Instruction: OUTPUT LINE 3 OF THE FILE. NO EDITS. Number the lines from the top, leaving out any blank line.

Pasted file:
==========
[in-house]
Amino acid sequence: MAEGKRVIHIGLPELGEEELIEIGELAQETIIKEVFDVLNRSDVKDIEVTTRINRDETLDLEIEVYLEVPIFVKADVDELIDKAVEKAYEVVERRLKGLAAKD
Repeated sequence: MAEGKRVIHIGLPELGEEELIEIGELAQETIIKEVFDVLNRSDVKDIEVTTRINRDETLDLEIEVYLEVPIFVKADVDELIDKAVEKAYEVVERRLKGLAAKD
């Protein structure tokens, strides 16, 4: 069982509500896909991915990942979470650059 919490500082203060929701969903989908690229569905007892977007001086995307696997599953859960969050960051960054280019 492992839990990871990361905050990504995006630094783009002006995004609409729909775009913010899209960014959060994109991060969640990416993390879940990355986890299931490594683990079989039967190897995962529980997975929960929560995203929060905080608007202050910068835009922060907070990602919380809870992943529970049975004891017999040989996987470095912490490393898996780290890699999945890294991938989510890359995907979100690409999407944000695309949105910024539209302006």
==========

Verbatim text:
Repeated sequence: MAEGKRVIHIGLPELGEEELIEIGELAQETIIKEVFDVLNRSDVKDIEVTTRINRDETLDLEIEVYLEVPIFVKADVDELIDKAVEKAYEVVERRLKGLAAKD